So hearing of Art Linkletter’s death reminded me of that kindergarten year with Mrs. Lemond, when life followed a predictable pattern, and excitement was driving to the drug store once a week and getting a Little Debbie Swiss Cake Roll. Mrs. Lemond died many years ago, but both she and Art Linkletter will continue to occupy a special place in my memory and in my heart. When I was five years old I loved them both, and earning the love of a five-year-old is not a bad thing at all.

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Let’s Face It: Abortion Is a Hard Sell February 20, 2010

Posted by Dindy in abortion, Family Values, health, Religious Right, Right wing, Television.
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Let me start this blog with a disclaimer: I strongly support the right of all women to have access to safe and legal abortion. I consider myself to be a feminist, and I abhor almost everything Focus on the Family stands for. However,  my personal opinion is the Women’s Media Center, the National Organization for Women, the Feminist Majority and other groups did more harm than good with their protest against a Super Bowl ad featuring college football star Tim Tebow and his mother. Without apparently having viewed the ad in advance, Jemhu Greene, president of the Women’s Media Center, said:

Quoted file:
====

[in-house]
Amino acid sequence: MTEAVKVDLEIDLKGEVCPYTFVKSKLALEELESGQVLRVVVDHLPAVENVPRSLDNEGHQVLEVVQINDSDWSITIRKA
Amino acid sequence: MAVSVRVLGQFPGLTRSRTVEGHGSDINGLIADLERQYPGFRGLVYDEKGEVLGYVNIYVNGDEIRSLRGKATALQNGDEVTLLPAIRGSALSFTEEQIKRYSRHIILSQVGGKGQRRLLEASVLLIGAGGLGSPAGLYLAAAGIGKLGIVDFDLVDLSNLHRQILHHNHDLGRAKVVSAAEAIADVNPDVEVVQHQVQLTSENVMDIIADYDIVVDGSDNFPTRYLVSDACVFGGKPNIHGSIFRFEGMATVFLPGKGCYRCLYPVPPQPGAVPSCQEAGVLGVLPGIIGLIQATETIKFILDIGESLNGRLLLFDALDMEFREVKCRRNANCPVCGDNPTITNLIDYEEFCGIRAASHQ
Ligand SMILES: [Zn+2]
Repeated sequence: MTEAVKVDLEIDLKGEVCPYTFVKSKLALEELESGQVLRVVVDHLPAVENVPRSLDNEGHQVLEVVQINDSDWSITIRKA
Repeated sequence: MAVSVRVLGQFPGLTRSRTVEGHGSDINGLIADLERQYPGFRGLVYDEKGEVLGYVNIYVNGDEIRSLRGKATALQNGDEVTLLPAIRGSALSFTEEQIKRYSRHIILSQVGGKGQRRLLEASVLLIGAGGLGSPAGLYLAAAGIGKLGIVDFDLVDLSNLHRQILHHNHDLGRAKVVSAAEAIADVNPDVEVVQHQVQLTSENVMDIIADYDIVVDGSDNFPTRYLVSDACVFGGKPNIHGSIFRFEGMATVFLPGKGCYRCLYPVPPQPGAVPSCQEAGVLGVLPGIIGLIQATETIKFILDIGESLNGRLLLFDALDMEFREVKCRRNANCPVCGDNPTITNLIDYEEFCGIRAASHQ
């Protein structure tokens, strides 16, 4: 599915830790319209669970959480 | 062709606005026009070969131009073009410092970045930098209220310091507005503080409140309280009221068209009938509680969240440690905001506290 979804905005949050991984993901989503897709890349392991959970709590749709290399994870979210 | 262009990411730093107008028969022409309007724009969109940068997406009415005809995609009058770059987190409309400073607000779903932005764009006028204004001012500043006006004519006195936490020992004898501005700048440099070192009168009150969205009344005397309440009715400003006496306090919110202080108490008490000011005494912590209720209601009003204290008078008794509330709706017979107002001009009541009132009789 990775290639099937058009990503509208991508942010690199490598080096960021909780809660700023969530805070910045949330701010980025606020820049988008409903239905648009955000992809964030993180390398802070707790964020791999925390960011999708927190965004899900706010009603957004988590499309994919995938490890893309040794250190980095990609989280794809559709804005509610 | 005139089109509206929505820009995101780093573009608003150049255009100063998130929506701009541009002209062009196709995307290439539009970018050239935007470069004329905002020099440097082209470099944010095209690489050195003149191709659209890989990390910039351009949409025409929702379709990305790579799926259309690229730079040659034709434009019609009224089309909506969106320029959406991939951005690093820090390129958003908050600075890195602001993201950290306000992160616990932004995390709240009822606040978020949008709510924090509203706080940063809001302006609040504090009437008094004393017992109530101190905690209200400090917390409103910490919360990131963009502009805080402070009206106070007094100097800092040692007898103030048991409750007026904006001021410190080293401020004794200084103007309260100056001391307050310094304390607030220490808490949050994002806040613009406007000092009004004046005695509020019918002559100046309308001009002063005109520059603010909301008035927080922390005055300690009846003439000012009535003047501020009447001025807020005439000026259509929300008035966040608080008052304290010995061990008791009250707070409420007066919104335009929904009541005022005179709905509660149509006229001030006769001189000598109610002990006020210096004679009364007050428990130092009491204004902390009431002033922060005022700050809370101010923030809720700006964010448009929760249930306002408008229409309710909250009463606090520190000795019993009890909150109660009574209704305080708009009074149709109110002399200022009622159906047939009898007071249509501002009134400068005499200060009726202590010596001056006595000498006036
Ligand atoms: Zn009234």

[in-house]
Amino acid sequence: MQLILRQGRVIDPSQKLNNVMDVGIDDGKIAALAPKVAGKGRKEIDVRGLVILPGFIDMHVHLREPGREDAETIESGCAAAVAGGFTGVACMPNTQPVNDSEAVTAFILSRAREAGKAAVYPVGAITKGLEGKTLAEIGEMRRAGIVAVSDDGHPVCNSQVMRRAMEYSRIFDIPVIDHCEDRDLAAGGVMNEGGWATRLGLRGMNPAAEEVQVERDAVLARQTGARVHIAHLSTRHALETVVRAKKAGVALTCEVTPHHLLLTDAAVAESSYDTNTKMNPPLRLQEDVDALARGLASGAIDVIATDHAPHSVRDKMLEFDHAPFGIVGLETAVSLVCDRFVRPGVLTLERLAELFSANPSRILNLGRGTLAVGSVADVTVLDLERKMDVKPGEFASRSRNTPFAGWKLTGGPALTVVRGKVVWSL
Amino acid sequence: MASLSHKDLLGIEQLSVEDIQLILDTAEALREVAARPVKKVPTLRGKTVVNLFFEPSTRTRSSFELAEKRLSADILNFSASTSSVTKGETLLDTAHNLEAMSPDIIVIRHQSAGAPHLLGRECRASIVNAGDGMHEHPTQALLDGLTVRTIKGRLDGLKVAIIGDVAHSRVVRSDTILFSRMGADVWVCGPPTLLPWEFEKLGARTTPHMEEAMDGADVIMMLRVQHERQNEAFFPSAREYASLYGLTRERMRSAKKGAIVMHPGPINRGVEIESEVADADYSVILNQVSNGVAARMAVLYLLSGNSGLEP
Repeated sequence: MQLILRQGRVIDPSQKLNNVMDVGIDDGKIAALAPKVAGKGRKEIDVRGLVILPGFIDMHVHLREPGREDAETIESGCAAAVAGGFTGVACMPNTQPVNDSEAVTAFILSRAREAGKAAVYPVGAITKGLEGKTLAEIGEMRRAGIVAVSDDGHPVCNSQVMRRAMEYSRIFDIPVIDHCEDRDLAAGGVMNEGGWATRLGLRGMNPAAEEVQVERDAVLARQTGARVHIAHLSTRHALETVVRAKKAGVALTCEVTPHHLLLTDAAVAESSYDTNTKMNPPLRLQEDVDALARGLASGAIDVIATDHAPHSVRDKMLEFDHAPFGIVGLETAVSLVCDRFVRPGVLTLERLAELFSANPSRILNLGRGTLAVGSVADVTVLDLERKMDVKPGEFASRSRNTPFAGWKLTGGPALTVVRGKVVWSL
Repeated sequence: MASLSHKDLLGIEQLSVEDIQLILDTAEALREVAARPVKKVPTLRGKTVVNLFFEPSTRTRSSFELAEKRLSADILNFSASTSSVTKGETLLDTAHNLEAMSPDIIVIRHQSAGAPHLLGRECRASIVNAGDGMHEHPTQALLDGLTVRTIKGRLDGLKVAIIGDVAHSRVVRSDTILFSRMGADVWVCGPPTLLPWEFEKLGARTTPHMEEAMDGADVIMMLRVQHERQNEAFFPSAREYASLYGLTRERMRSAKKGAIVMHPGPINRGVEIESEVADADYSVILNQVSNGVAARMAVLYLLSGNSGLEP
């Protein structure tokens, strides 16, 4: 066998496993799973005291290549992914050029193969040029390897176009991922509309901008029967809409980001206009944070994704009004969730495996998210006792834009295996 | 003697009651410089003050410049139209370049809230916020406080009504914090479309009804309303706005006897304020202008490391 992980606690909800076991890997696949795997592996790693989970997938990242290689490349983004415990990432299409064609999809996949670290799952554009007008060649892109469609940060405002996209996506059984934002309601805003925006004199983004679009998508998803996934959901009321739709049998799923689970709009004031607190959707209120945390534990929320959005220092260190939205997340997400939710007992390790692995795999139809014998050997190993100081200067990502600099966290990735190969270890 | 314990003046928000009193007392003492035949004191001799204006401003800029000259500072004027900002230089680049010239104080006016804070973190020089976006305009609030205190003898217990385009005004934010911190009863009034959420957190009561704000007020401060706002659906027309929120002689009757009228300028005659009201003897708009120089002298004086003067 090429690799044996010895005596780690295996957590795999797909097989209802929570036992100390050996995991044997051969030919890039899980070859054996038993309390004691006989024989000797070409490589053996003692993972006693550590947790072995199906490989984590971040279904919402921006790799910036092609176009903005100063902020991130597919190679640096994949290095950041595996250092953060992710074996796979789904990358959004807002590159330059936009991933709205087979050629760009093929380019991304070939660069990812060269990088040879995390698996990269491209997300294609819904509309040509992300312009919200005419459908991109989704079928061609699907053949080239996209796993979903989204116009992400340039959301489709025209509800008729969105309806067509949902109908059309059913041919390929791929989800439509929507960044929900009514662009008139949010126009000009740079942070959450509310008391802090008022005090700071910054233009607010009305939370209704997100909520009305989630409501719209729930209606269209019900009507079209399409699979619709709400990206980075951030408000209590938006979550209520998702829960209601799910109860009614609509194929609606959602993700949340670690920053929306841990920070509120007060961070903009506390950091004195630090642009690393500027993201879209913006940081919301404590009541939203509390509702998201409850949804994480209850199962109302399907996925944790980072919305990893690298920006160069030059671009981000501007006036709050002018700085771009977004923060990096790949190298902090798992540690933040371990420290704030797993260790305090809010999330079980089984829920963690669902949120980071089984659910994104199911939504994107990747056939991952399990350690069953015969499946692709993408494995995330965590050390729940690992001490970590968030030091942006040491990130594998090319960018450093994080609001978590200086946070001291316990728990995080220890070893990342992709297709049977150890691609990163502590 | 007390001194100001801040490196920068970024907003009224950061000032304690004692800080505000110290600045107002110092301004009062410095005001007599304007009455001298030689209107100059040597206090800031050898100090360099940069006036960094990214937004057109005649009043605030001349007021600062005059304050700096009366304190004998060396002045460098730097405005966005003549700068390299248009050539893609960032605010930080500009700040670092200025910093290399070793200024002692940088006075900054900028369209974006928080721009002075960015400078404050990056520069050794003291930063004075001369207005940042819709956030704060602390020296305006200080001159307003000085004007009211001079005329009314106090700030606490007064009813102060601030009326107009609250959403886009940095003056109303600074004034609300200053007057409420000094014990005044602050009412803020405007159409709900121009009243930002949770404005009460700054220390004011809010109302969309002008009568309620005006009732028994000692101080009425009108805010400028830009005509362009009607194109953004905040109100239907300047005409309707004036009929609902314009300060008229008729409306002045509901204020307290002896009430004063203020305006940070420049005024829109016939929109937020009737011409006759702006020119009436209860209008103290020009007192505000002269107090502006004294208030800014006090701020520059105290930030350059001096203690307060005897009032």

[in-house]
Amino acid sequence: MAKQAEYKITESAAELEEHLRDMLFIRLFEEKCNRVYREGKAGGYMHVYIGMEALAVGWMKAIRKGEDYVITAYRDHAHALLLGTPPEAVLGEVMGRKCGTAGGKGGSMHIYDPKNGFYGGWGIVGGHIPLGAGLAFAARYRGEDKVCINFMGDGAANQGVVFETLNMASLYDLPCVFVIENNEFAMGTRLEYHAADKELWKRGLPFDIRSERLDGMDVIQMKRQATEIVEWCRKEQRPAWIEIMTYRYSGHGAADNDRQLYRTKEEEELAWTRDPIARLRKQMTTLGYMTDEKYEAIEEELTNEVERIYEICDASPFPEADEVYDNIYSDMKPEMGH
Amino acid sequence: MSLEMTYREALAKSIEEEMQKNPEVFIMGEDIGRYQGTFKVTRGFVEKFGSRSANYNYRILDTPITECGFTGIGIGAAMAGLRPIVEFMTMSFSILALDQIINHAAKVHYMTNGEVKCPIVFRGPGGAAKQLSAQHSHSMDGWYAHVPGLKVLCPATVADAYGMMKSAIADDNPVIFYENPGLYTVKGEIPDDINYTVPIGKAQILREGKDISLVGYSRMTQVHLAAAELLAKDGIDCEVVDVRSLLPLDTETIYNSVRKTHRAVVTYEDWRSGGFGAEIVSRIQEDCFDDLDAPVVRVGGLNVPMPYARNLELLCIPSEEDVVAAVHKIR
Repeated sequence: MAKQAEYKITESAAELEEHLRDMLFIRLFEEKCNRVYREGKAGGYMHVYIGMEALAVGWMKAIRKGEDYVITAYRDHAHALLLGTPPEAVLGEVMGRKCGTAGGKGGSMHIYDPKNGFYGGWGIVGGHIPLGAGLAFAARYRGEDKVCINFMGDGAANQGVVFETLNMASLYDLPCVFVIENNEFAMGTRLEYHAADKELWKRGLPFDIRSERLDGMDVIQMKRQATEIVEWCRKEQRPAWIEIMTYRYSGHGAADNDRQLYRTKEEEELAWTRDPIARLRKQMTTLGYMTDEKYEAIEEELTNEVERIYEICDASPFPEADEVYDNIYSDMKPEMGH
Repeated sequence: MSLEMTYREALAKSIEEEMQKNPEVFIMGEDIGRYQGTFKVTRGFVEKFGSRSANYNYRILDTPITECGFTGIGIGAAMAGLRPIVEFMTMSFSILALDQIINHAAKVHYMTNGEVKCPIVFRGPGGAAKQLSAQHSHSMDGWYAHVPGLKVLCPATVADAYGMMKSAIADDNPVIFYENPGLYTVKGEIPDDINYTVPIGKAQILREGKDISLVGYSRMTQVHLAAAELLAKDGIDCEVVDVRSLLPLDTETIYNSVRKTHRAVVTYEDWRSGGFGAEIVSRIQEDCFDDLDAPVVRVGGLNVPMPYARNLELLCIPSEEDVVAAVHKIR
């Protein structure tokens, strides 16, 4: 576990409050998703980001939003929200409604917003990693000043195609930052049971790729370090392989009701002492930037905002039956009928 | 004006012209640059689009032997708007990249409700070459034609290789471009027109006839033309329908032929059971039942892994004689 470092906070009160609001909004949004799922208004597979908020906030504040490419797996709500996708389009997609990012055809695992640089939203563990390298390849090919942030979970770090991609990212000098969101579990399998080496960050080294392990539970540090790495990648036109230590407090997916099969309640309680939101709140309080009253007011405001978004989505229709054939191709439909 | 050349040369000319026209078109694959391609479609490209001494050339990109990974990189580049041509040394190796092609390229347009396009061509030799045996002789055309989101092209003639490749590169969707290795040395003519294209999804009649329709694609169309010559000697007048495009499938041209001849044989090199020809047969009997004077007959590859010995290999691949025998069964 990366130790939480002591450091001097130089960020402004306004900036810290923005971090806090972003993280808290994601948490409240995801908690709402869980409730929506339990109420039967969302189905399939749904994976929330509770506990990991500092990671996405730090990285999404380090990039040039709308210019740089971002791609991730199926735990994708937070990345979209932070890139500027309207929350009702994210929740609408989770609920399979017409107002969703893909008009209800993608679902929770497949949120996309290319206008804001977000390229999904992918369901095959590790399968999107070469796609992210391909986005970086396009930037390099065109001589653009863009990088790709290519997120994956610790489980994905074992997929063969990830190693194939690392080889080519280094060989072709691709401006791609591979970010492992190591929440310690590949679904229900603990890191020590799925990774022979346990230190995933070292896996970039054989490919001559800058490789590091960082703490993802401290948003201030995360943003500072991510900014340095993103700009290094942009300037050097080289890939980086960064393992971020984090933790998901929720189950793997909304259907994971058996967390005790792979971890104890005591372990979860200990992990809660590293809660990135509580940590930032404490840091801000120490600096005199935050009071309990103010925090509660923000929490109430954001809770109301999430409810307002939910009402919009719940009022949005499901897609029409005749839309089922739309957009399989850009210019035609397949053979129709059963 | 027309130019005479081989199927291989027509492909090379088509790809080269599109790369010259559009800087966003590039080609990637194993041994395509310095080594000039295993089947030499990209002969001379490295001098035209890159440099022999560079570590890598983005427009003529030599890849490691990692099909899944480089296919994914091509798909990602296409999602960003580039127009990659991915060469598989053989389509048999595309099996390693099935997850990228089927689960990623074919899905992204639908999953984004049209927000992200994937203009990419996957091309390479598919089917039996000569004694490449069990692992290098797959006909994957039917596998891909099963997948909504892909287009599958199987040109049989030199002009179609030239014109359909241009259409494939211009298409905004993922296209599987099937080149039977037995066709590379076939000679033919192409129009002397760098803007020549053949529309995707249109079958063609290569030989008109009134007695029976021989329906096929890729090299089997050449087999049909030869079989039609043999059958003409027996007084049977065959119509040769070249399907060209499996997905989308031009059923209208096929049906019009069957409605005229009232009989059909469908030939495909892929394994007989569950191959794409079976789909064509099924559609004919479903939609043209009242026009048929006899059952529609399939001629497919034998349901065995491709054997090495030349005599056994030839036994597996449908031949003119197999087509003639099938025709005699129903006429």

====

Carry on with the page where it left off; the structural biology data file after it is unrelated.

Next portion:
“An ad that uses sports to divide rather than to unite has no place in the biggest national sports event of the year–an event designed to bring Americans together.”

The protest letter from the Women’s Media Center suggested that CBS should have turned down the ad because of the sponsor, Focus on the Family:

“By offering one of the most coveted advertising spots of the year to an anti-equality, anti-choice, homophobic organization, CBS is aligning itself with a political stance that will damage its reputation, alienate viewers, and discourage consumers from supporting its shows and advertisers.”

NOW Action Vice President Erin Matson, in a blog on their website shrilled:

“Make no mistake about this ad: it’s offensive to women. Yes, it features Heisman trophy winner Tim Tebow and his mother, who had been advised to have an abortion after a serious illness. Standing alone, it sends the message that all women who give birth are heroes; it sends a message that abortion is always a mistake; and it is insulting to the one in three women in this country who have abortions.”